QUESTION:  On the question of the assassination, The New York Times, we’ve reported in that same Sunday story that American officials have said that the investigation into the assassination has stalled, and I have to imagine these groups are trying to get this political agreement from remember that the current Acting Prime Minister Henry was accused of being tied to the assassination plot by Haiti’s chief prosecutor, so how is the U.S. going to come to this comprehensive political agreement when Haitians suspect that some of these leaders could be behind the assassination?  And if they can’t reach a political agreement, will the acting prime minister, who was sort of put in power by the Core Group, by the U.S. and these other foreign countries, will he remain in power after that?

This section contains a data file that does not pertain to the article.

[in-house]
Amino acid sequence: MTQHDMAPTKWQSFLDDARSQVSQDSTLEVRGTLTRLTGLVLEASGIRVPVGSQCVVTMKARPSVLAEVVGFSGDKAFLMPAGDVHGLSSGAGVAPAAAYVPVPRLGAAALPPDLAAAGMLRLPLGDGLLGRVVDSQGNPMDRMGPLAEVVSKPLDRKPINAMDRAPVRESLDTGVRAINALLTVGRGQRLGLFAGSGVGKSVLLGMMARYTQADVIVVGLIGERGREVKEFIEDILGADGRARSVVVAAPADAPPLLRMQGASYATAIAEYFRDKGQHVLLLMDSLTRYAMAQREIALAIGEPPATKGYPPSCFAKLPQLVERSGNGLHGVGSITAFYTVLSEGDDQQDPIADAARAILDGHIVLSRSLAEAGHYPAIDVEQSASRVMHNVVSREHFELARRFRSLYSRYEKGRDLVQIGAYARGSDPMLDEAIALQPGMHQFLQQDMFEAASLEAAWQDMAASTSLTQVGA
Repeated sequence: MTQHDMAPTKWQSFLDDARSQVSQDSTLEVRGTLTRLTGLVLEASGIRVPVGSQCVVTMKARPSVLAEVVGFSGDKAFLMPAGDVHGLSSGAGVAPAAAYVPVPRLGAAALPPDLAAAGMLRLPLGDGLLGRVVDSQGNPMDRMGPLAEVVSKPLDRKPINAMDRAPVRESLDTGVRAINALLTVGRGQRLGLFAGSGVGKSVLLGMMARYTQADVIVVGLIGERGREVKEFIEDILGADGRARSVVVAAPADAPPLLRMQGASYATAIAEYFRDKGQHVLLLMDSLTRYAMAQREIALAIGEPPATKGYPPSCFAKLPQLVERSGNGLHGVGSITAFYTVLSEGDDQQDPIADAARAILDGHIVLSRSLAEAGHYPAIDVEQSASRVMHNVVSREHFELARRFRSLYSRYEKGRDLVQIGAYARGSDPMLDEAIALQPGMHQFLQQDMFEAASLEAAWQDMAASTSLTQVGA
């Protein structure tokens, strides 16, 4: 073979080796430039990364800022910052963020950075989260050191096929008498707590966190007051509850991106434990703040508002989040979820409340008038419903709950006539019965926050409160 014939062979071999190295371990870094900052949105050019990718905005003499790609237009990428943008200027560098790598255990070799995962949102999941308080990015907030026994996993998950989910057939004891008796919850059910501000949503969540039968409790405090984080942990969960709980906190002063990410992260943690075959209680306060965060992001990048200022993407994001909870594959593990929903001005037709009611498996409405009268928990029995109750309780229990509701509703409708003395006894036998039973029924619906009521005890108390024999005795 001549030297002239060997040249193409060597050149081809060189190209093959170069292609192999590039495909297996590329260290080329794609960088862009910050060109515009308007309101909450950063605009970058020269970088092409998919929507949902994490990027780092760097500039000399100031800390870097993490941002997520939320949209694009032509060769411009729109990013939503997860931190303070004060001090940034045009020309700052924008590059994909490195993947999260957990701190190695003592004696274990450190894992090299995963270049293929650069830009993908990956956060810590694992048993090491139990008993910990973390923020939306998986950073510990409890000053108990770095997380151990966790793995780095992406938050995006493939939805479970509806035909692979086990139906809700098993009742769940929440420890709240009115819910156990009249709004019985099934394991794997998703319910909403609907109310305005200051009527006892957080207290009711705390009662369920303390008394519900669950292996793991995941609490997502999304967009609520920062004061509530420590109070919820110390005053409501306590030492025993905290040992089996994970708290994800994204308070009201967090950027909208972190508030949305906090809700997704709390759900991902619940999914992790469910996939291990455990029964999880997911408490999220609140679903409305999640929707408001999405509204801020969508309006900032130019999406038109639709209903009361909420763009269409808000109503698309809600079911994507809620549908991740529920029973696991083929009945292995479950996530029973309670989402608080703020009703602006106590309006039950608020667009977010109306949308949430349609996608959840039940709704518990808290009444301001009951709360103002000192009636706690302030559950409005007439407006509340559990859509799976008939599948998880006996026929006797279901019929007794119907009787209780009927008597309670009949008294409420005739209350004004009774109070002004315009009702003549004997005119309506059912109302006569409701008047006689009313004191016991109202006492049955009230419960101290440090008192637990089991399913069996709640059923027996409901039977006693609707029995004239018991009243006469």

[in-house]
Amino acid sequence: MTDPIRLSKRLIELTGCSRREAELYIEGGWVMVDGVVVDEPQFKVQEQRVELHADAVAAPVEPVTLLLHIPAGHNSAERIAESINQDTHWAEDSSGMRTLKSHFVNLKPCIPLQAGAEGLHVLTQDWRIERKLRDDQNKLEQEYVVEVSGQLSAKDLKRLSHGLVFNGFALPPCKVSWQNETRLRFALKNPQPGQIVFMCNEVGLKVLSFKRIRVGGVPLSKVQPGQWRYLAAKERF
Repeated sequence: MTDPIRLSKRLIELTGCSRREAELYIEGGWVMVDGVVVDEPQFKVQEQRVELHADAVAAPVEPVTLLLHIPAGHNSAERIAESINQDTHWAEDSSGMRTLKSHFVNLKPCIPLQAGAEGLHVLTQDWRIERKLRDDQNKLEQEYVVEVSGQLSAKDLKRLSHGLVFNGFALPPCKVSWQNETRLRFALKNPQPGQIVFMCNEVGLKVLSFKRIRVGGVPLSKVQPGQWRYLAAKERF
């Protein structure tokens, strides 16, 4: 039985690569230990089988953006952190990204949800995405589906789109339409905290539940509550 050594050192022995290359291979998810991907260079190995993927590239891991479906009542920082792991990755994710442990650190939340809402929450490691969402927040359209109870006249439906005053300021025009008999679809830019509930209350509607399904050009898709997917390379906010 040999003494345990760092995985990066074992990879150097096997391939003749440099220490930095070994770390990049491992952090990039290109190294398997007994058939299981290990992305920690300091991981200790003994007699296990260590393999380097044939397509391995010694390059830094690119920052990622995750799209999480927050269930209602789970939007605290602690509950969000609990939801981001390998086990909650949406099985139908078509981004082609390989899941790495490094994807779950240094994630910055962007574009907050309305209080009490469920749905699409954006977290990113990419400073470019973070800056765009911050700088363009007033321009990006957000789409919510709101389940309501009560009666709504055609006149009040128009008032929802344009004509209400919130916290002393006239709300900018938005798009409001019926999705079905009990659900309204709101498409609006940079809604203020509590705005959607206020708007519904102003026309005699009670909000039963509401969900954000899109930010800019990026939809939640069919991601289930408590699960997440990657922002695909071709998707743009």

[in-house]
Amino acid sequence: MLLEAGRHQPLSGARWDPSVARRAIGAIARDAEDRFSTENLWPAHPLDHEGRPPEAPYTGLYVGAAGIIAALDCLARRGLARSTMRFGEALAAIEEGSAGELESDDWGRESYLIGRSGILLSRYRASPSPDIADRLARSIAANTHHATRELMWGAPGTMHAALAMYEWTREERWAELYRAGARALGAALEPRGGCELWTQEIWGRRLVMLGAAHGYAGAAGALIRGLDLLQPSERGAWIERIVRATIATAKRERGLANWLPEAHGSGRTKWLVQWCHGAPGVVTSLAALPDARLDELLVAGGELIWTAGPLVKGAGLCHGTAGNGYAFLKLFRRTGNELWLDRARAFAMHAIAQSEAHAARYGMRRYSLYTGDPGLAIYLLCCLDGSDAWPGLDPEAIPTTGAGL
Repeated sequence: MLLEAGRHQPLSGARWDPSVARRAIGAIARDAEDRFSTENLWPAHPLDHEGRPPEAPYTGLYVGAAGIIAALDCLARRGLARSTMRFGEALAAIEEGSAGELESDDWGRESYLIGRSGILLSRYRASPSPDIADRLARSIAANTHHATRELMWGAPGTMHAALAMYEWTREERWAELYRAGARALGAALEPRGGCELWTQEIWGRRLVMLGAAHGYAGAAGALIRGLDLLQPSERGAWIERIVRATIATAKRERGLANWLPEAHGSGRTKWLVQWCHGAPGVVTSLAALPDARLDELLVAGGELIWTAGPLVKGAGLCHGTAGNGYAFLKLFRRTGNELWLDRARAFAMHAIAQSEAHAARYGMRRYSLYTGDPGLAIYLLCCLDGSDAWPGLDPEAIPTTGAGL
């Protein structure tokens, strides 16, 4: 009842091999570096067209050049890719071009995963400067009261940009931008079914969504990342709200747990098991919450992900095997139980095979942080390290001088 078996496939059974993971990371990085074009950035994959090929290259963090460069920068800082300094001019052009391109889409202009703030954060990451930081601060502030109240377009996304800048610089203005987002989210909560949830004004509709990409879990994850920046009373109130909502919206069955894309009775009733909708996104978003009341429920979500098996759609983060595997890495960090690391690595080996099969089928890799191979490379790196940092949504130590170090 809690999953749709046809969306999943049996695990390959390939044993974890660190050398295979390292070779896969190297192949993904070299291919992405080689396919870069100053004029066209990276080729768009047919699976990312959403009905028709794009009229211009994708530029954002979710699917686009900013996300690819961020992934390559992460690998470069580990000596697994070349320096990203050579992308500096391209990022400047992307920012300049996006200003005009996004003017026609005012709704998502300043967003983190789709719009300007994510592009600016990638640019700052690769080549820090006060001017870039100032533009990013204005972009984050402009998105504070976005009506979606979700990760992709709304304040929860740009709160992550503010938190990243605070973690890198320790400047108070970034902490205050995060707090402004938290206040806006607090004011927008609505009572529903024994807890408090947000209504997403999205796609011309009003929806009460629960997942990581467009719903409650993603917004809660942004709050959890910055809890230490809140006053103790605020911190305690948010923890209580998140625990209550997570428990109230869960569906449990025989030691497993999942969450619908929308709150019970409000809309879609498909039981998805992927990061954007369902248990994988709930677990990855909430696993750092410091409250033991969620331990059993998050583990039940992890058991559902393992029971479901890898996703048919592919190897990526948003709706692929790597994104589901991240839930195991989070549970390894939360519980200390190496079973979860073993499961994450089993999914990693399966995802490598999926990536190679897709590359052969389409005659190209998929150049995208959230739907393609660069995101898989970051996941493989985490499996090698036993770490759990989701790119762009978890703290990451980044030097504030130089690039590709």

ASSISTANT SECRETARY NICHOLS:  The – I think it’s crucial for us to provide that support for structures that will lead to an accord.  The accusations against Ariel Henry, which he has denied, we are well aware of.  But also note that there are a number of other political actors in Haiti who are alleged to have links to gangs, armed groups in Haiti.  There is a great deal of concern in different quarters as to who has links to whom among the political and business class in Haiti.  It is an opaque environment.